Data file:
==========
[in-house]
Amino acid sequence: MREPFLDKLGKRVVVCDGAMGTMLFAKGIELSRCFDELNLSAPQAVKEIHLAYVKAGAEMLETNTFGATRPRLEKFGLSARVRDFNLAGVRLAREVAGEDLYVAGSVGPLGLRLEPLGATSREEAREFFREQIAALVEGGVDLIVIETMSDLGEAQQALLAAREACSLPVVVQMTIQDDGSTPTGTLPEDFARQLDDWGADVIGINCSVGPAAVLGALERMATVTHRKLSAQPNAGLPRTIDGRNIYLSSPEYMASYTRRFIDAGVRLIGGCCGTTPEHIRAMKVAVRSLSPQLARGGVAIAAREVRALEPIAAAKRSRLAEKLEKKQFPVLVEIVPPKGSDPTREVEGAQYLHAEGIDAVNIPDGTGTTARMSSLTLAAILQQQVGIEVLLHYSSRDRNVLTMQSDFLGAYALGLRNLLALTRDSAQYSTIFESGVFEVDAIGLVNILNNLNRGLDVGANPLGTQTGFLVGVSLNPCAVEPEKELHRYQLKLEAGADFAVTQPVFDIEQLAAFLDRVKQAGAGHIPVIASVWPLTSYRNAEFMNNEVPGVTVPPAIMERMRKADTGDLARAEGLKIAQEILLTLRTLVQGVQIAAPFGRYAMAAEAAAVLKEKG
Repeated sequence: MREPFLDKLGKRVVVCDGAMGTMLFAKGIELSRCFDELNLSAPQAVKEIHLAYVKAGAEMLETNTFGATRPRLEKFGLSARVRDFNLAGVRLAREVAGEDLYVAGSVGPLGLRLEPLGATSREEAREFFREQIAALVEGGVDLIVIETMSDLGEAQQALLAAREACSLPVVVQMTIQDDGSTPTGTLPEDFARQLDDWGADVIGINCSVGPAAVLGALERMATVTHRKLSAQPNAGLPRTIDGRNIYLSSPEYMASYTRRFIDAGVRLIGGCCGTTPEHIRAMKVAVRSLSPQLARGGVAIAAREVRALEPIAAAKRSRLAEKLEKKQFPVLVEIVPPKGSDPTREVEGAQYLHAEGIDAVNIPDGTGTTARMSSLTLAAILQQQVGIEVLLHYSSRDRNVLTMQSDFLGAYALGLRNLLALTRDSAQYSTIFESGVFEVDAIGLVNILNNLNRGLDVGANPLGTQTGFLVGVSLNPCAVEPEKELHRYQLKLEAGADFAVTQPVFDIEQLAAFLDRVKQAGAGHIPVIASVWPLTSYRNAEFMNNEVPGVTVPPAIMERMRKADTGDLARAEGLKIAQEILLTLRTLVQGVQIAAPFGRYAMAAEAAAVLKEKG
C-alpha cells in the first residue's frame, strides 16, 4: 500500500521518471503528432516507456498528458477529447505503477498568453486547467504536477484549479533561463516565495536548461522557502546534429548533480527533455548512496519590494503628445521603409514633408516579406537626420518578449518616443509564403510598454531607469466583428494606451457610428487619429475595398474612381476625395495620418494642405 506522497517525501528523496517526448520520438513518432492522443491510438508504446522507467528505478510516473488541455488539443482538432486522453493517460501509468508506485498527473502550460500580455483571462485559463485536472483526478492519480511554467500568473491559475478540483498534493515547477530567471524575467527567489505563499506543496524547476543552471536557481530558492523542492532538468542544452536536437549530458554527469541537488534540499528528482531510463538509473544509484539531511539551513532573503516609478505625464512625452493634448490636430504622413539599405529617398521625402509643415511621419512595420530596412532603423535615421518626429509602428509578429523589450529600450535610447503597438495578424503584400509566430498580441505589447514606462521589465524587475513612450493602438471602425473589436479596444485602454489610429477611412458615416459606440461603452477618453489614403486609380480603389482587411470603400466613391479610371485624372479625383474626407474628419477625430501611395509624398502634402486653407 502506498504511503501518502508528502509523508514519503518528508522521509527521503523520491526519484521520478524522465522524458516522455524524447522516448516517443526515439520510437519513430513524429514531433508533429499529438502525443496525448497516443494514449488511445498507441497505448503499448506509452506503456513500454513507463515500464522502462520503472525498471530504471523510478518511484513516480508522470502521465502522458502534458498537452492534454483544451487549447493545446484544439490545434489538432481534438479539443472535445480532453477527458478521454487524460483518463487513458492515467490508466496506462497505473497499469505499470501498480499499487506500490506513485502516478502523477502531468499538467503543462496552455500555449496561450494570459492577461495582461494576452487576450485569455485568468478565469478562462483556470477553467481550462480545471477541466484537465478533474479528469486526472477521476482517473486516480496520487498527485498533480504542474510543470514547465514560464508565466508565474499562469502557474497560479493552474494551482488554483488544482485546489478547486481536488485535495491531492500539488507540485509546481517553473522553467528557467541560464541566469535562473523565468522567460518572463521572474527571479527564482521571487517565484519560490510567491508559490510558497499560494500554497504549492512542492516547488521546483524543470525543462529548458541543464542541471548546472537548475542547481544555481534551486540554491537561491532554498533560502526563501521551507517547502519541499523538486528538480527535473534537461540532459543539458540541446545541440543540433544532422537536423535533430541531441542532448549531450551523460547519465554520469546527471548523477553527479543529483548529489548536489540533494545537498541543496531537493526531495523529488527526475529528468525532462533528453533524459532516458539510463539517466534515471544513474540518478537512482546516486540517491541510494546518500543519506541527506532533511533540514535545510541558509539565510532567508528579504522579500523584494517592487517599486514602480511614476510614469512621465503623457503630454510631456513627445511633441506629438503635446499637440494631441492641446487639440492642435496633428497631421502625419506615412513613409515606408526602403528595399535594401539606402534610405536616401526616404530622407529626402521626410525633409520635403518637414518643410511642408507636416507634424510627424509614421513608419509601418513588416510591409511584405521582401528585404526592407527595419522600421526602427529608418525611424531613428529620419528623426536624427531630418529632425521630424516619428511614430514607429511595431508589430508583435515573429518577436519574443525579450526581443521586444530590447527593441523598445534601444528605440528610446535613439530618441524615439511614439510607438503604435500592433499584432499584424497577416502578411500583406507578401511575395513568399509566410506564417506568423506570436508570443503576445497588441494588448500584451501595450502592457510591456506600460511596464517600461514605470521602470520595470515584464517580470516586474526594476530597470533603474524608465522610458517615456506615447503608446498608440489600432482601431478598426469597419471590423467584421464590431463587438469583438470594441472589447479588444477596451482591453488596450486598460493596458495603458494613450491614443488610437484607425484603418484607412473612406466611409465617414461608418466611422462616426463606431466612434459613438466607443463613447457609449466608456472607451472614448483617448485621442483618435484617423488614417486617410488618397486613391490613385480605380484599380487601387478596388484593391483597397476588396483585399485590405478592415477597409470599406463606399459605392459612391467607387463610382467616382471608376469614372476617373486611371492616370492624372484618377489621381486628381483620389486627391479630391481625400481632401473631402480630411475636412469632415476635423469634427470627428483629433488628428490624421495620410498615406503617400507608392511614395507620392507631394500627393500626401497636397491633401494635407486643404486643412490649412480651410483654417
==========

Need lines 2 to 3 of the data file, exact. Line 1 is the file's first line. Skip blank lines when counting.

Amino acid sequence: MREPFLDKLGKRVVVCDGAMGTMLFAKGIELSRCFDELNLSAPQAVKEIHLAYVKAGAEMLETNTFGATRPRLEKFGLSARVRDFNLAGVRLAREVAGEDLYVAGSVGPLGLRLEPLGATSREEAREFFREQIAALVEGGVDLIVIETMSDLGEAQQALLAAREACSLPVVVQMTIQDDGSTPTGTLPEDFARQLDDWGADVIGINCSVGPAAVLGALERMATVTHRKLSAQPNAGLPRTIDGRNIYLSSPEYMASYTRRFIDAGVRLIGGCCGTTPEHIRAMKVAVRSLSPQLARGGVAIAAREVRALEPIAAAKRSRLAEKLEKKQFPVLVEIVPPKGSDPTREVEGAQYLHAEGIDAVNIPDGTGTTARMSSLTLAAILQQQVGIEVLLHYSSRDRNVLTMQSDFLGAYALGLRNLLALTRDSAQYSTIFESGVFEVDAIGLVNILNNLNRGLDVGANPLGTQTGFLVGVSLNPCAVEPEKELHRYQLKLEAGADFAVTQPVFDIEQLAAFLDRVKQAGAGHIPVIASVWPLTSYRNAEFMNNEVPGVTVPPAIMERMRKADTGDLARAEGLKIAQEILLTLRTLVQGVQIAAPFGRYAMAAEAAAVLKEKG
Repeated sequence: MREPFLDKLGKRVVVCDGAMGTMLFAKGIELSRCFDELNLSAPQAVKEIHLAYVKAGAEMLETNTFGATRPRLEKFGLSARVRDFNLAGVRLAREVAGEDLYVAGSVGPLGLRLEPLGATSREEAREFFREQIAALVEGGVDLIVIETMSDLGEAQQALLAAREACSLPVVVQMTIQDDGSTPTGTLPEDFARQLDDWGADVIGINCSVGPAAVLGALERMATVTHRKLSAQPNAGLPRTIDGRNIYLSSPEYMASYTRRFIDAGVRLIGGCCGTTPEHIRAMKVAVRSLSPQLARGGVAIAAREVRALEPIAAAKRSRLAEKLEKKQFPVLVEIVPPKGSDPTREVEGAQYLHAEGIDAVNIPDGTGTTARMSSLTLAAILQQQVGIEVLLHYSSRDRNVLTMQSDFLGAYALGLRNLLALTRDSAQYSTIFESGVFEVDAIGLVNILNNLNRGLDVGANPLGTQTGFLVGVSLNPCAVEPEKELHRYQLKLEAGADFAVTQPVFDIEQLAAFLDRVKQAGAGHIPVIASVWPLTSYRNAEFMNNEVPGVTVPPAIMERMRKADTGDLARAEGLKIAQEILLTLRTLVQGVQIAAPFGRYAMAAEAAAVLKEKG